A MATTER OF INTEREST FOR CHILD SUPPORT CASES
February 7, 2011 § Leave a comment
MCA § 75-17-7 provides:
All judgments or decrees founded on any sale or contract shall bear interest at the same rate as the contract evidencing the debt on which the judgment or decree was rendered. All other judgments or decrees shall bear interest at a per annum rate set by the judge hearing the complaint from a date determined by the judge to be fair but in no event prior to the filing of the complaint.
It is error for the trial court to fail to award interest on the amount adjudicated to be owed for arrearage in child support. Ladner v. Logan, 857 So.2d 764 (Miss. 2003).
Although the statute expressly states that pre-judgment interest may not extend back prior to the filing of the complaint, the rule does not apply to due and unpaid child support. That is because each payment in arrears is vested when due and becomes an automatic judgment against the obligor. Pope v. Pope, 803 So.2d 499, 501 (Miss. App. 2002). Each unpaid monthly installment begins to accrue interest at the legal rate, not from the time it may subsequently be reduced to judgment by a court, and it is error for a chancellor to reduce or eliminate the interest. Dorr v. Dorr, 797 So.2d 1008, 1015 (Miss. App. 2001). Amounts paid by an obligor in arrears are applied first to the interest obligations, and then to extinguish the principal amount of the oldest outstanding child support payment, and then the next oldest, and so on. Brand v. Brand, 482 So.2d 236, 238 (Miss. 1986).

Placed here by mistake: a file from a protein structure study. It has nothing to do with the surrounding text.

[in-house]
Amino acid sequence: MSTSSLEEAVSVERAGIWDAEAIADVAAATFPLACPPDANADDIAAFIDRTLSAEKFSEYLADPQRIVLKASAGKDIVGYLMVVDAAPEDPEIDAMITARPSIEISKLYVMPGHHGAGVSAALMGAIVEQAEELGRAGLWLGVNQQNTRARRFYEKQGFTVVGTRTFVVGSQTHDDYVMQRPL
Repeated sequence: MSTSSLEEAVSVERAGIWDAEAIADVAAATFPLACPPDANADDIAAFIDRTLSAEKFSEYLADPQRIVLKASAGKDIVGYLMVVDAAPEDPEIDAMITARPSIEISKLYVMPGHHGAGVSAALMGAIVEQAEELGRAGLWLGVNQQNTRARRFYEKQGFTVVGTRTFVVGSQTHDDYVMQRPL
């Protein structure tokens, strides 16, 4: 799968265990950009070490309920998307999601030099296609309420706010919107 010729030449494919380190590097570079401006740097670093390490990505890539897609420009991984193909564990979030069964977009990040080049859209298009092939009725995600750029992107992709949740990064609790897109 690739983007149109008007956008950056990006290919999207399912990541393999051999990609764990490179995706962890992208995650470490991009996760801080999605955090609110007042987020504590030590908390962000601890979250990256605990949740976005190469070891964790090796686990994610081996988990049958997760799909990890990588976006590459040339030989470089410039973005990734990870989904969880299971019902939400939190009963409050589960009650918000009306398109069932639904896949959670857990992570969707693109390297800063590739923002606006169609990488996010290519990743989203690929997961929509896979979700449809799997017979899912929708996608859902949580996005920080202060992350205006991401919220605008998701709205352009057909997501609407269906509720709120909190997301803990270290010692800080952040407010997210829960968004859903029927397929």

The appellate courts have allowed the trial judges deference in setting the rate of interest. Rates from three pecrent (Brawdy v. Howell, 841 So.2d 1175, 1180 (Miss. App. 2003)) to eight percent (e.g., Houck v. Ousterhout, 861 So.2d 1000, 1003 (Miss. 2003)) have been upheld.
There is no prohibition that I know of for a property settlement agreement to provide a contract rate for interest on unpaid child support or other obligations such as alimony, but I have never seen a property settlement agreement with such a provision. The rarity is due, I am sure, to the difficulty of getting an agreement. An advantage would be that the court would be bound to the contract rate. See, e.g., Tower Loans, Inc. of Mississippi v. Jones, 749 So.2d 189, 190 (Miss. App. 1999), where the court of appeals reversed a circuit judge’s imposition of eight percent interest where the contract called for a 34.71% rate, and the contract rate was not usurious. Another advantage would apply to alimony and other non-child-support obligations in that it would allow pre-judgment interest back to the filing of the complaint for enforecement; a nice perk if you can get it. Finally, setting an interest rate at least for non-child-support obligations might be prudent in view of the authority that, if the court does not impose interest on a judgment it renders for non-child-support obligations, it is presumed that the judgment does not earn interest. Aldridge, August 28, 1998, A.G. Opinion #98-0507.